MARKET INVERSION IN COMMODITY FUTURES PRICES
Byung-Sam Yoon and
Journal of Agricultural and Applied Economics, 2002, vol. 34, issue 3, 18
In an inverted market, current prices are higher than future prices and thus the price of storage is negative. Market inversions as measured with futures spreads rarely occur during early months of the crop year. However, market inversions frequently occur across crop years and near the end of the crop year. In the last half of the crop year, market inversions clearly reflect a signal to sell stocks. Too few inversions occur early in the crop year to reach a definitive conclusion for that period. Behavioral finance offers possible explanations of why producers would hold stocks in an inverted market.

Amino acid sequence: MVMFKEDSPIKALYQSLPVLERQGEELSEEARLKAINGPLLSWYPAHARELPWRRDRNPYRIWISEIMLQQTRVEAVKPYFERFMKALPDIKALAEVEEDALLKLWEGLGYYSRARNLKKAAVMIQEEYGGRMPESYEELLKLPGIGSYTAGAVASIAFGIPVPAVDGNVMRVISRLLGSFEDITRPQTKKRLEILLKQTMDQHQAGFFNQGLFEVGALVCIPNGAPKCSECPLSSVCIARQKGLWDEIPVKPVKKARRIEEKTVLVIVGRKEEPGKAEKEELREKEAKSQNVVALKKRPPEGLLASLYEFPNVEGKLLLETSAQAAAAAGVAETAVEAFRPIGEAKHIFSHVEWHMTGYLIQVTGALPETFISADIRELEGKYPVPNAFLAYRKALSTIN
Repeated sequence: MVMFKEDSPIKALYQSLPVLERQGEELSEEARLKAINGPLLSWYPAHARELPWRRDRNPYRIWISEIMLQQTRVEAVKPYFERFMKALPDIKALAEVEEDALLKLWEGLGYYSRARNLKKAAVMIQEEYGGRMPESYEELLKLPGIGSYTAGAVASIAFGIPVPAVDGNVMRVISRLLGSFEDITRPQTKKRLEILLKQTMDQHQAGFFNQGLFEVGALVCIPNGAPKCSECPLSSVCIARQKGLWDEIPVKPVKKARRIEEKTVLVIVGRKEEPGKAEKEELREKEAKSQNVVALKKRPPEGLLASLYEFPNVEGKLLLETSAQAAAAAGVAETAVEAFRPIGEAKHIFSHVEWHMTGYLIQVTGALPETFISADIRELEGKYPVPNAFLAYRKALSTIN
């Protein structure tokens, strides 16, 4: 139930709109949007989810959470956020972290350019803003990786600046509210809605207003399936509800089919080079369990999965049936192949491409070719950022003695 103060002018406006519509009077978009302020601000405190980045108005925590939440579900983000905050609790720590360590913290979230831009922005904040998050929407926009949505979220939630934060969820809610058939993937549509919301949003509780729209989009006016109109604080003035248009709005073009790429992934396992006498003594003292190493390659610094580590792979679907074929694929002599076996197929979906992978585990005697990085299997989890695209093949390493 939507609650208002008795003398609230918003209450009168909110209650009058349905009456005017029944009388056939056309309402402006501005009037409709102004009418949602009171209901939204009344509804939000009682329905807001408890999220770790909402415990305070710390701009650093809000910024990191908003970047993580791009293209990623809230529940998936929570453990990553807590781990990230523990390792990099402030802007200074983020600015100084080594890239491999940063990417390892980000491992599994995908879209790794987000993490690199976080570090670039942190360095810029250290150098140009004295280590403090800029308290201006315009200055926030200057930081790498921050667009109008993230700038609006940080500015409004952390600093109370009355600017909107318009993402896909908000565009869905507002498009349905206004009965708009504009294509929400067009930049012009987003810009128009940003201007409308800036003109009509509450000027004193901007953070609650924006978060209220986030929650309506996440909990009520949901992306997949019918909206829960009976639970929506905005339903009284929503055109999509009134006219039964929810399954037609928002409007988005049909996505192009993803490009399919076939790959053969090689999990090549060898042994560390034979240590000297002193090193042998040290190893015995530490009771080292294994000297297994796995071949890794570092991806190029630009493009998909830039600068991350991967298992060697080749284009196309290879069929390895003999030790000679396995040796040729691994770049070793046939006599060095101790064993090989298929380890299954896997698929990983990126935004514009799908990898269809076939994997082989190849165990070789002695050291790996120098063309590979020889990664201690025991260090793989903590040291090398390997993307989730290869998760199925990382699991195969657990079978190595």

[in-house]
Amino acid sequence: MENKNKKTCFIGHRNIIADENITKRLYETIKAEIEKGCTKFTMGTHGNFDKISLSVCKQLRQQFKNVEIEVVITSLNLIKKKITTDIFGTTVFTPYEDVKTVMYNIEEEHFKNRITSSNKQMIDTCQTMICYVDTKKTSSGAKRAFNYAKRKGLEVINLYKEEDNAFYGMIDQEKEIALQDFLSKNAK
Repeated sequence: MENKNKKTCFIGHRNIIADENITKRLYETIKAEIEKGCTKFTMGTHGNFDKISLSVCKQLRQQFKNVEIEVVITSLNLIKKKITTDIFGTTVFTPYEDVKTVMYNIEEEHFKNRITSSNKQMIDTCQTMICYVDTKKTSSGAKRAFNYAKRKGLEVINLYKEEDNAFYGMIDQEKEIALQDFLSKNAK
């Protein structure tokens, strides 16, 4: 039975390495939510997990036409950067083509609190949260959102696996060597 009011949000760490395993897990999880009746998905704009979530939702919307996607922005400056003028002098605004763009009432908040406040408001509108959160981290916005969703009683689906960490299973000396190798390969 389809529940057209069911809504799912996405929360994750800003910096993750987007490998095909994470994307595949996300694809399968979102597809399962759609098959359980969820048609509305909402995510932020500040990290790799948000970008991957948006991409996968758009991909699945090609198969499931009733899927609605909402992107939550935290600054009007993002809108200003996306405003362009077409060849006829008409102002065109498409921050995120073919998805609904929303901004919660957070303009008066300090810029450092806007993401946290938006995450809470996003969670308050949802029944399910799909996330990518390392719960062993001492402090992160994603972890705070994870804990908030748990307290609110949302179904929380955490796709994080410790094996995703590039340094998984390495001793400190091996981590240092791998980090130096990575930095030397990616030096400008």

Keywords: Marketing (search for similar items in EconPapers)
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Journal Article: Market Inversion in Commodity Futures Prices (2002)
Working Paper: MARKET INVERSION IN COMMODITY FUTURES PRICES (2001)
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